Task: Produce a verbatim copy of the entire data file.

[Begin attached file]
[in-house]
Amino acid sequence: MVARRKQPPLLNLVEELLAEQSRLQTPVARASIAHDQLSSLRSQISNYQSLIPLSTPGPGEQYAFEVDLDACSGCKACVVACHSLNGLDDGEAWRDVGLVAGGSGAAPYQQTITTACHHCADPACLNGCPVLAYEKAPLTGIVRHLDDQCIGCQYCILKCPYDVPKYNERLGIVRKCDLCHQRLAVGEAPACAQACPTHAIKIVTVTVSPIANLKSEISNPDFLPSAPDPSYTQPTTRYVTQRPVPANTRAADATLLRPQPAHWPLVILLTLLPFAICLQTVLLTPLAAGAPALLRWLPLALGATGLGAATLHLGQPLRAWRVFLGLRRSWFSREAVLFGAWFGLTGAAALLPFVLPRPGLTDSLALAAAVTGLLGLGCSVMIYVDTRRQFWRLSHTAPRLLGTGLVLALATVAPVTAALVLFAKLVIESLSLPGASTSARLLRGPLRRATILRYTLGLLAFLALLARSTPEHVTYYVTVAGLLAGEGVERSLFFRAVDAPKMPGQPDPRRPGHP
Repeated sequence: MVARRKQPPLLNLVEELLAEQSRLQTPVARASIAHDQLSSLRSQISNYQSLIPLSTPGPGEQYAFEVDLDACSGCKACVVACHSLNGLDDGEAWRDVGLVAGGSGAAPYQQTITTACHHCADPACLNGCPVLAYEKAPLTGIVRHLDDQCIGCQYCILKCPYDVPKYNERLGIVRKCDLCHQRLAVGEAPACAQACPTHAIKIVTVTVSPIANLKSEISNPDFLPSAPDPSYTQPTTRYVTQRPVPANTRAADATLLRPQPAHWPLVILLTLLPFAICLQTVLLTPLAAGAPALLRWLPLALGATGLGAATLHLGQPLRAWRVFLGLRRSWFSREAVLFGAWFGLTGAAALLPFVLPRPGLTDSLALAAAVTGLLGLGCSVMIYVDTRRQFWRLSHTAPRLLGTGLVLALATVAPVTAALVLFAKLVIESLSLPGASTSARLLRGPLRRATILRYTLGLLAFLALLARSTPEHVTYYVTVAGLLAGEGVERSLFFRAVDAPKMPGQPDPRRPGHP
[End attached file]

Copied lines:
[in-house]
Amino acid sequence: MVARRKQPPLLNLVEELLAEQSRLQTPVARASIAHDQLSSLRSQISNYQSLIPLSTPGPGEQYAFEVDLDACSGCKACVVACHSLNGLDDGEAWRDVGLVAGGSGAAPYQQTITTACHHCADPACLNGCPVLAYEKAPLTGIVRHLDDQCIGCQYCILKCPYDVPKYNERLGIVRKCDLCHQRLAVGEAPACAQACPTHAIKIVTVTVSPIANLKSEISNPDFLPSAPDPSYTQPTTRYVTQRPVPANTRAADATLLRPQPAHWPLVILLTLLPFAICLQTVLLTPLAAGAPALLRWLPLALGATGLGAATLHLGQPLRAWRVFLGLRRSWFSREAVLFGAWFGLTGAAALLPFVLPRPGLTDSLALAAAVTGLLGLGCSVMIYVDTRRQFWRLSHTAPRLLGTGLVLALATVAPVTAALVLFAKLVIESLSLPGASTSARLLRGPLRRATILRYTLGLLAFLALLARSTPEHVTYYVTVAGLLAGEGVERSLFFRAVDAPKMPGQPDPRRPGHP
Repeated sequence: MVARRKQPPLLNLVEELLAEQSRLQTPVARASIAHDQLSSLRSQISNYQSLIPLSTPGPGEQYAFEVDLDACSGCKACVVACHSLNGLDDGEAWRDVGLVAGGSGAAPYQQTITTACHHCADPACLNGCPVLAYEKAPLTGIVRHLDDQCIGCQYCILKCPYDVPKYNERLGIVRKCDLCHQRLAVGEAPACAQACPTHAIKIVTVTVSPIANLKSEISNPDFLPSAPDPSYTQPTTRYVTQRPVPANTRAADATLLRPQPAHWPLVILLTLLPFAICLQTVLLTPLAAGAPALLRWLPLALGATGLGAATLHLGQPLRAWRVFLGLRRSWFSREAVLFGAWFGLTGAAALLPFVLPRPGLTDSLALAAAVTGLLGLGCSVMIYVDTRRQFWRLSHTAPRLLGTGLVLALATVAPVTAALVLFAKLVIESLSLPGASTSARLLRGPLRRATILRYTLGLLAFLALLARSTPEHVTYYVTVAGLLAGEGVERSLFFRAVDAPKMPGQPDPRRPGHP